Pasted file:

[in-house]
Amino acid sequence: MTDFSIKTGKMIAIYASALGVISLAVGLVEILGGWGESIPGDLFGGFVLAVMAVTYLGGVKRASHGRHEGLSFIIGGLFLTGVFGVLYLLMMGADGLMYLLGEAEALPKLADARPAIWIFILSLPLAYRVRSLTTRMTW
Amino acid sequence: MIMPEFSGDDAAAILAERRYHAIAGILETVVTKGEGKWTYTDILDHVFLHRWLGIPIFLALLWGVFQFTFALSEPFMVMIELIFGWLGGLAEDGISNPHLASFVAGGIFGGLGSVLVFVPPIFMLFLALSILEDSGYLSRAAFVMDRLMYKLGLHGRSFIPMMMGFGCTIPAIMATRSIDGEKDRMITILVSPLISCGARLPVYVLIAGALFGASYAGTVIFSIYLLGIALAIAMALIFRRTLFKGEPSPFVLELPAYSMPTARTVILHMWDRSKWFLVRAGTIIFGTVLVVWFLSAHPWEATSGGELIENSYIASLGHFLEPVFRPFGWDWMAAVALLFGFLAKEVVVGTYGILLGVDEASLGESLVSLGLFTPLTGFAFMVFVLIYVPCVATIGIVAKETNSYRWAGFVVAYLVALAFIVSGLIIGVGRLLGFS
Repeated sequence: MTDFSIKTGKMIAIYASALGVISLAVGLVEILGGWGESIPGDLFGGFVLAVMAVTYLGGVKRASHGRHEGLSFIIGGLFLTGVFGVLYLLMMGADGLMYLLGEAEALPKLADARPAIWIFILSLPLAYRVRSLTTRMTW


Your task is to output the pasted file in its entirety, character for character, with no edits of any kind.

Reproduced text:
[in-house]
Amino acid sequence: MTDFSIKTGKMIAIYASALGVISLAVGLVEILGGWGESIPGDLFGGFVLAVMAVTYLGGVKRASHGRHEGLSFIIGGLFLTGVFGVLYLLMMGADGLMYLLGEAEALPKLADARPAIWIFILSLPLAYRVRSLTTRMTW
Amino acid sequence: MIMPEFSGDDAAAILAERRYHAIAGILETVVTKGEGKWTYTDILDHVFLHRWLGIPIFLALLWGVFQFTFALSEPFMVMIELIFGWLGGLAEDGISNPHLASFVAGGIFGGLGSVLVFVPPIFMLFLALSILEDSGYLSRAAFVMDRLMYKLGLHGRSFIPMMMGFGCTIPAIMATRSIDGEKDRMITILVSPLISCGARLPVYVLIAGALFGASYAGTVIFSIYLLGIALAIAMALIFRRTLFKGEPSPFVLELPAYSMPTARTVILHMWDRSKWFLVRAGTIIFGTVLVVWFLSAHPWEATSGGELIENSYIASLGHFLEPVFRPFGWDWMAAVALLFGFLAKEVVVGTYGILLGVDEASLGESLVSLGLFTPLTGFAFMVFVLIYVPCVATIGIVAKETNSYRWAGFVVAYLVALAFIVSGLIIGVGRLLGFS
Repeated sequence: MTDFSIKTGKMIAIYASALGVISLAVGLVEILGGWGESIPGDLFGGFVLAVMAVTYLGGVKRASHGRHEGLSFIIGGLFLTGVFGVLYLLMMGADGLMYLLGEAEALPKLADARPAIWIFILSLPLAYRVRSLTTRMTW